KORNBERG v. U.S.

No. 16-15464.

MELVIN KORNBERG, Plaintiff-Appellant, v. UNITED STATES OF AMERICA; DEPARTMENT OF VETERANS AFFAIRS, Defendants-Appellees.

United States Court of Appeals, Ninth Circuit.

Filed June 13, 2017.


NOT FOR PUBLICATION

MEMORANDUM*

Plaintiff Melvin Kornberg appeals from the district court's judgment in favor of Defendant, the United States of America, following a bench trial. Plaintiff underwent a left-ear stapedectomy in February 2009 in an attempt to improve his hearing. Plaintiff's left chorda tympani nerve was damaged during the procedure, leading to a partial loss of his sense of taste. Plaintiff claims that he was not given sufficient information about the risks of the stapedectomy to allow him to give informed consent to the operation. Because the stapedectomy was performed by doctors acting within the scope of their employment with the United States, Plaintiff sues the United States under the Federal Tort Claims Act. 28 U.S.C. §§ 1346(b)(1), 2674.

1. Plaintiff first argues that the district court erred by admitting evidence of the regular practices and routines of two of the doctors who treated Plaintiff and of the medical center at which Plaintiff received treatment. The district court reasoned that the habit-and-routine evidence tended to show that the doctors and the medical center had provided sufficient information to Plaintiff. The court noted that it was considering the evidence "under [Rule] 406" of the Federal Rules of Evidence, which allows the admission of "[e]vidence of a person's habit or an organization's routine practice . . . to prove that on a particular occasion the person or organization acted in accordance with the habit or routine practice." Plaintiff did not object to the admission of this evidence at trial, so we review for plain error. Bird v. Glacier Elec. Coop., Inc., 255 F.3d 1136, 1144-45 (9th Cir. 2001). We find no plain error. The doctors testified that it was their regular practice to go over the risks of surgery with patients at preoperative visits, and Plaintiff had such a visit with the doctors four days before his surgery. One of the doctors testified that she performed approximately 40 stapedectomies during her six years of residency, and that in each preoperative visit with a stapedectomy patient she "absolutely" went over the risk of damage to the chorda tympani nerve. The doctors' testimony concerning their typical practices was the type of testimony that can be admitted under Rule 406. Karme v. Comm'r, 673 F.2d 1062, 1064 (9th Cir. 1982).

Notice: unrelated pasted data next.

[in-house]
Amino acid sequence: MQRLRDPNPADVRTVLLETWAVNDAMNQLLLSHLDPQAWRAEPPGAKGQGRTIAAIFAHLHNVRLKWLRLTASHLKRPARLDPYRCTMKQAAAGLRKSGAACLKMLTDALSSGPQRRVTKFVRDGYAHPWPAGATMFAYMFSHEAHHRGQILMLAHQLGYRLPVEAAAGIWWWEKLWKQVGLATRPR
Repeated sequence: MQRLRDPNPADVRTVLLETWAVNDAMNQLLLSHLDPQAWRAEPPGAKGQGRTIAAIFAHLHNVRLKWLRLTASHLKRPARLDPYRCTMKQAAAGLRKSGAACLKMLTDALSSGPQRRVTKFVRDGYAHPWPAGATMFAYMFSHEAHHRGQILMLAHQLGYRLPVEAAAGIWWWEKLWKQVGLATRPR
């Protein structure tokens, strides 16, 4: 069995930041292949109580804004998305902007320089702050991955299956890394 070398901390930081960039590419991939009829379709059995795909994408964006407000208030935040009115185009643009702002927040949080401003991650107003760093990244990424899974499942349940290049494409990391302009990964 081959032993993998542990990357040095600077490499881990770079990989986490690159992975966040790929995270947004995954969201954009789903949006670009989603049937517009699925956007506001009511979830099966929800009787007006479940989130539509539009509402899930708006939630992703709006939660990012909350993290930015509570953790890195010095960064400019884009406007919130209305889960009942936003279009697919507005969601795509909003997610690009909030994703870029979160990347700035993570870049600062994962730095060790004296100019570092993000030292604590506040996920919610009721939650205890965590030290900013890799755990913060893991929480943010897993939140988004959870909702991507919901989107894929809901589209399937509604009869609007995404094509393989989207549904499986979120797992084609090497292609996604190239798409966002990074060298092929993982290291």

2. Plaintiff next argues that the district court erred in concluding that Plaintiff gave informed consent to the surgery. "The law is clear in California that the existence of informed consent is an issue of fact. . . ." Quintanilla v. Dunkelman, 34 Cal.Rptr.3d 557, 572 (Ct. App. 2005). Accordingly, we review the district court's conclusion that Plaintiff gave informed consent for clear error. FDIC v. Craft, 157 F.3d 697, 701 (9th Cir. 1998) (per curiam). The district court did not clearly err in finding that Plaintiff was informed of the risks of the stapedectomy—including the risk that his left chorda tympani nerve might be damaged—in a way that allowed him to make an "intelligent choice" about whether to undergo the procedure. Arato v. Avedon, 858 P.2d 598, 606-07 (Cal. 1993) (internal quotation marks omitted). The district court permissibly found that much of Plaintiff's testimony was not credible and that the doctors' testimony was credible. In view of those determinations and the routine-and-habit evidence, the district court reasonably concluded that Plaintiff gave informed consent.

3. Because we hold that the district court did not err in finding that Plaintiff gave informed consent, we need not address the issue of causation.

AFFIRMED.

FootNotes


** The panel unanimously concludes that this case is suitable for decision without oral argument. Fed. R. App. P. 34(a)(2).
*** The Honorable Edward J. Davila, United States District Judge for the Northern District of California, sitting by designation.
* This disposition is not appropriate for publication and is not precedent except as provided by Ninth Circuit Rule 36-3.

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